Frederictonian Carrie Brewer is one of 9,000 Canadians diagnosed with the condition each year.
After injuring her left wrist in a car accident in 1993, Brewer began experiencing continuous intense burning pain — pain that was out of proportion to the original injury.
Six months after the accident Brewer was diagnosed with CRPS and has experienced severe pain for more than 20 years.
“I can smile while I’m in pain because if I didn’t I’d never smile,” Brewer said.
Since going off narcotic pain killers in 2013, Brewer says she’s learned to cope with the pain through Cognitive Behavioural Therapy (CBT) and physio therapy. She says photography has helped her keep her focus off the pain.
According to experts, the chronic condition can affect any part of the body and usually stems from fractures, surgery or soft tissue injuries.
According to Helen Small, executive director of P.A.R.C. which helps provide information and awareness about the condition, early diagnosis is key.
“It’s extremely important that it be diagnosed early so that it can be treated effectively,” Small said.
She says if the condition is left untreated, there is a higher chance the pain could spread to other parts of the body — causing more problems.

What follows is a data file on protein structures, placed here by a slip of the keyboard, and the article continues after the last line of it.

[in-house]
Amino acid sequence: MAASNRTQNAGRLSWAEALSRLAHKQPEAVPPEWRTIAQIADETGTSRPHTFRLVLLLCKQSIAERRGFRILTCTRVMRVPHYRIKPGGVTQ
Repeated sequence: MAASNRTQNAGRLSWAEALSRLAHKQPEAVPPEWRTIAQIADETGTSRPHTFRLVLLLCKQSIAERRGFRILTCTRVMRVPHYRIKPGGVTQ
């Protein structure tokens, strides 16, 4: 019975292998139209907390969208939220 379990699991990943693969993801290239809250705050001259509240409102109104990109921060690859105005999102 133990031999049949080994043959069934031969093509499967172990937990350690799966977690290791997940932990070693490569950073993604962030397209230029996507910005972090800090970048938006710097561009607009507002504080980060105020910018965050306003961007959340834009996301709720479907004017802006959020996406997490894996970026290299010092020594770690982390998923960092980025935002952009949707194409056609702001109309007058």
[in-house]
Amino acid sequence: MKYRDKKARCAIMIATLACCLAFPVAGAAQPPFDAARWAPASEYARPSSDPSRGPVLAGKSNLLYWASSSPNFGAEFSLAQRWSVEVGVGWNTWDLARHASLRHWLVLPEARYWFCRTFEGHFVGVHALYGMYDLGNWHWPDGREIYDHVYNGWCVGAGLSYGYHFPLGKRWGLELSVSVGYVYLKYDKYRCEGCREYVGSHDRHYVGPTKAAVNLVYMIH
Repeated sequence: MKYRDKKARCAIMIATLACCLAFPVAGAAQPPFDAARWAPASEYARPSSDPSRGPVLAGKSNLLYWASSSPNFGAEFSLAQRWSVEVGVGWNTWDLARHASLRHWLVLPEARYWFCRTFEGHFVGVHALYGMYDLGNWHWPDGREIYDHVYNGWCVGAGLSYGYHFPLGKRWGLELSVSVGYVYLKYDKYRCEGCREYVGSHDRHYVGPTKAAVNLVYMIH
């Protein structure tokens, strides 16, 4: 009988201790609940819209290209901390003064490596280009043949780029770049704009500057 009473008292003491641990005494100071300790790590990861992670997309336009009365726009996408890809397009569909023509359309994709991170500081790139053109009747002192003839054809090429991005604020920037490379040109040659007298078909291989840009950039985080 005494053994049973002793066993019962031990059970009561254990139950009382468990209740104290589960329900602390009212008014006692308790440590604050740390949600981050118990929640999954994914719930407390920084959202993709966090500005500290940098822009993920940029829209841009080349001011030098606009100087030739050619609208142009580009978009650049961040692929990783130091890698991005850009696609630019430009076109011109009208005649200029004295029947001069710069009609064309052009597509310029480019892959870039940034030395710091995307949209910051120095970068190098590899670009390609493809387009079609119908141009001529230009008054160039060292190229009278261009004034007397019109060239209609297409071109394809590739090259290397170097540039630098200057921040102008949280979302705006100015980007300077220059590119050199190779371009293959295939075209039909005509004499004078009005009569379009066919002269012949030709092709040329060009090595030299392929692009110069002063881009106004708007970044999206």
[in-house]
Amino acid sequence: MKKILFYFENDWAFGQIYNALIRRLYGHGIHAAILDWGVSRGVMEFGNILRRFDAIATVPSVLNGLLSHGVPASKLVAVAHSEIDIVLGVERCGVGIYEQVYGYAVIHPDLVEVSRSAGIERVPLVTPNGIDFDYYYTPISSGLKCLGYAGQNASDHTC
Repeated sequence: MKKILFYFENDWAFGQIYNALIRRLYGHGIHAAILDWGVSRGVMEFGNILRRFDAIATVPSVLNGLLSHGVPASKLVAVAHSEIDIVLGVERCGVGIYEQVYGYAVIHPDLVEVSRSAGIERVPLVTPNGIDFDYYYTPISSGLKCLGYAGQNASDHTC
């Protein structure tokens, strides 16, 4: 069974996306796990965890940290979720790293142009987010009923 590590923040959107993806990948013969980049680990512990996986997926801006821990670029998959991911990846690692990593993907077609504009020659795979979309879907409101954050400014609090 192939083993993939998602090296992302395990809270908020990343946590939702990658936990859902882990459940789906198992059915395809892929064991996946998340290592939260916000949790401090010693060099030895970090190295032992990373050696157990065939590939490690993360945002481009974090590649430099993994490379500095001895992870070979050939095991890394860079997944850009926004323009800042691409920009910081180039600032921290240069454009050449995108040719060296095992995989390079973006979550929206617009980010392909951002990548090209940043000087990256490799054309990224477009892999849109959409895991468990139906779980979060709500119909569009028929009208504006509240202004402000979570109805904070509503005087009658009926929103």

“If you suspect that you have it, you should get and get it checked out because a lot of doctors don’t know about about it. They don’t know to diagnose and they don’t know how to treat it,” Small said.
“Right now when we go into hospitals there are doctors and nurses that don’t know what this it. It’s getting less and less, but it happens,” Brewer said.
On November 7, landmarks across the world will be lit-up orange to raise awareness — including Edmonton’s High Level Bridge, Calgary Tower, and Niagara Falls will glow orange later this month — along with lots of other landmarks. Orange represents the burning pain associated with the condition.
Brewer says seeing the support and orange lights the past two years has been a sign of hope.
“There’s a bit of pride there. We’ve tried for many years to get things done and finally we’re getting some things done,” Brewer said.
Small says the pain experienced by CRPS patients is higher than the pain experienced by people coping with cancer.
“It’s rated higher than cancer pain on the McGill Pain Index. Cancer pain is rated 28, and out of 50, CRPS is rated 42. It’s rated higher than labour pain,” Small said.